When it comes to possible middleware solutions, could the way forward lie in open APIs, along a similar model to open banking initiatives? The answer to this is a pretty definite no. In terms of bespoke product development, governance, product management and oversight, the embedder/bank relationship is a much more complex one than the basic open banking model. 

In open banking, third party UX channels can be used to service existing bank customers, but not to sign up and onboard new customers, particularly for products where eligibility or underwriting criteria are required, let alone formal advice. Another key aspect versus open banking is that embedded finance interactions are not sporadic one-off tasks such as checking a balance or initiating a payment, but encompass potentially anything users currently do in regular and routine ways in the bank’s main digital portals and apps. 

It doesn’t stop there – embedded finance use cases imply plenty of new functionality where products have been designed specifically for certain verticals and non-financial UX context, not to mention the need to solve support and troubleshooting – all still within a variety of third party delivery channels, not the bank’s own front-ends. A different technological approach is required to manage embedded finance. 

What banks need

If extending open banking APIs is not the answer, then what’s the way forward? 

The end goal must always be to ensure effective connection and communication between the fundamental components that enable embedded finance. Alongside this, any new technologies used must also protect the integrity of underlying transactions and customer data, and allow for the creation of visible audit trails. 

Bear in mind that to exploit the full addressable market for embedded finance, your long-term aim should be multiple offerings through multiple partner relationships. 

With this in mind, it makes sense to consider building up a repeatable process for product creation: a dedicated embeddable product factory, rather than just a series of ad-hoc projects. And in place of open APIs, you should be thinking more along the lines of purpose-built connector architecture: the type of capabilities that enable you to track performance and transactions across all the embedded finance projects you have in play, all in one place. 


Embedded finance is predicted to generate $230 billion revenue annually by 2025, a 10x increase from $22.5 billion in 2020. Earlier, we touched on what is probably the biggest driver of this growth: the simple fact that most people are far more wedded to the products they want – and the platforms where they choose to spend their time – than the financial products that underpin them. 

However, merely having a presence on a nonfinancial platform is not automatically going to earn you a new stream of product sign-ups. The banks most likely to ‘win’ at embedded finance will be those that are able to take a customer-centric approach: it’s about financial product adoption and engagement more than traditional product distribution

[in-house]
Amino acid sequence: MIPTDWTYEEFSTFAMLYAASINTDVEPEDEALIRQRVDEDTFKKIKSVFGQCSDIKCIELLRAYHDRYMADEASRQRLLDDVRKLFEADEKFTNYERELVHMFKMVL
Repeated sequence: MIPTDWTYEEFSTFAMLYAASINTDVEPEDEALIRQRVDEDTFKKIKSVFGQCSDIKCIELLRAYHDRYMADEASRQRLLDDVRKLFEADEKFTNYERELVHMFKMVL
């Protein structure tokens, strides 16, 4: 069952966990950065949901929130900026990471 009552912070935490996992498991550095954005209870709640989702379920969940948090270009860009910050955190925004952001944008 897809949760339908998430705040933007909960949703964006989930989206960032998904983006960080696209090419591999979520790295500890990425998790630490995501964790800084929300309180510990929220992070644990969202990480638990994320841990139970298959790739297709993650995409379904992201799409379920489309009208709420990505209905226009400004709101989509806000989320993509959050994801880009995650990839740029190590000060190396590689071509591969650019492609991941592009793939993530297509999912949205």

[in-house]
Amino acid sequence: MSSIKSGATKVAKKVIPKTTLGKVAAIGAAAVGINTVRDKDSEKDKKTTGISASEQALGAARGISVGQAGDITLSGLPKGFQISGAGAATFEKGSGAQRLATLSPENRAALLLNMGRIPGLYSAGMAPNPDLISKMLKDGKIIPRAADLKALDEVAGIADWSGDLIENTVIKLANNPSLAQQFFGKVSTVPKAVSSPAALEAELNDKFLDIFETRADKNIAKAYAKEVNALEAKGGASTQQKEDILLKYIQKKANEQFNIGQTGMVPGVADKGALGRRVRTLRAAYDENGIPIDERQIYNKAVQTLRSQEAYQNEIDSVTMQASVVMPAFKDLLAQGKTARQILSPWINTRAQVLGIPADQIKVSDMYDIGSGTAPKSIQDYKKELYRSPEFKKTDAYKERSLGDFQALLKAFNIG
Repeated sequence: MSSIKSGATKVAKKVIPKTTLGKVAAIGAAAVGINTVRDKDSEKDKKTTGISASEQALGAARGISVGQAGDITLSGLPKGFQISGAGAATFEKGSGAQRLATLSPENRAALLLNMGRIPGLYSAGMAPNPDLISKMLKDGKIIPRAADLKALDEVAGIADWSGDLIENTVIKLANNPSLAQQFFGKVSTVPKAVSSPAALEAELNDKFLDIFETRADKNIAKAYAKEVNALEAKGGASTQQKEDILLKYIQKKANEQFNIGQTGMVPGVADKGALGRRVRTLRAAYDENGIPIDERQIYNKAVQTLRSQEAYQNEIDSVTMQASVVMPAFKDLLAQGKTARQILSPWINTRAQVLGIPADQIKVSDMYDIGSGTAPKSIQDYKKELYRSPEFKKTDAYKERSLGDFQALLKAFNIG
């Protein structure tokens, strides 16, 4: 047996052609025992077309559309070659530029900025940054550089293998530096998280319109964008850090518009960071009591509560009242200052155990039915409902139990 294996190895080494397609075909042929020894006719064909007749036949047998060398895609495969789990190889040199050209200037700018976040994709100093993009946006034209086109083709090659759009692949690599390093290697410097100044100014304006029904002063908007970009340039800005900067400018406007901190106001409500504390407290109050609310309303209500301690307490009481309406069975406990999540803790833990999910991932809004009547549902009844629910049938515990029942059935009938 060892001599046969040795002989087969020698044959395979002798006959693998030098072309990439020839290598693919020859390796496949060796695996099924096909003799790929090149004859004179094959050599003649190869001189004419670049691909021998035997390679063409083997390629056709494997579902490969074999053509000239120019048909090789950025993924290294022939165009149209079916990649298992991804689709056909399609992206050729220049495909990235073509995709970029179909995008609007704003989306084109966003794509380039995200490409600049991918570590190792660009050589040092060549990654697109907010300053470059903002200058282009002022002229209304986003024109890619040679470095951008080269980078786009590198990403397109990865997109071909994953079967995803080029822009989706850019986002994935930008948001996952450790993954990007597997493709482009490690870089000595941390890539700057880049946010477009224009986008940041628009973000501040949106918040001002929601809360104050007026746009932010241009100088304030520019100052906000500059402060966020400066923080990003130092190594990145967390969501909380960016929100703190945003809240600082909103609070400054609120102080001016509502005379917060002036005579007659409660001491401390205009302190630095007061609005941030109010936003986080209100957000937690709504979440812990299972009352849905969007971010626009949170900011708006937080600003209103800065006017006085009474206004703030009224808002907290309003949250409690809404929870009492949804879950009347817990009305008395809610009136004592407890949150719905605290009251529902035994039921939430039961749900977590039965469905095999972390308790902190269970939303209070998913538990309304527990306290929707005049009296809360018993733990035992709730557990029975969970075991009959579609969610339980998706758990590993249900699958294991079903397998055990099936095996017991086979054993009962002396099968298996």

For this, context is everything. Let’s say you have embedded finance partnerships in place with an enterprise resource planning platform, a micro-business accounts SaaS platform and a bespoke travel site. In each case, the product catalogue items that you offer, and the way in which those products are presented will differ considerably. In each case, your offerings must be perceived as fair, relevant, value-adding and tailored to your audience.  

What banks need 

Earlier, we raised the possibility of a factory approach to embedded finance product creation. This is not in the sense of a production line for the creation of identikit offerings for all distribution channels. In fact, the opposite is true. 

Think of your factory as more of a sandbox: a platform for creating, customising and periodically tweaking your offerings so that they are always optimised for whichever audiences and channels they are designed for. The under-the-bonnet elements – e.g. the workflows that govern sign-ups, KYC checks and transaction monitoring – are likely to be the same or almost the same across the majority of your embedded finance estate. However, the way in which those products are presented and configured – e.g. designing credit facilities to match commercial practices within specific industry verticals – can and should differ significantly from case to case for maximum impact. 

What happens next? 

To avoid languishing in inertia mode, banks need the capacity to create products that are watertight from a compliance point of view, that are attractive to end-users, and that can be produced, deployed and managed at scale… and all of this natively for embedded finance contexts. 

The toolkits most often associated with third-party distribution, BaaS and open banking, are destined to fall short in delivering this – albeit for different reasons. BaaS tends to have major problems with the completeness of the model and involves your partners taking on a level of regulatory responsibility that the majority of nonfinancial software companies will have neither the resources nor the inclination to accept. Trying to extend the open banking model, meanwhile, can give you only meagre capabilities that fall short of what’s needed for an attractive, feature-rich embedded finance offering. 

Weavr offers a workable alternative in the form of a dedicated platform for the creation, launch, compliance-friendly management and optimisation of all your embedded finance initiatives. To discover more about the factory approach to embeddable product development, speak to us today.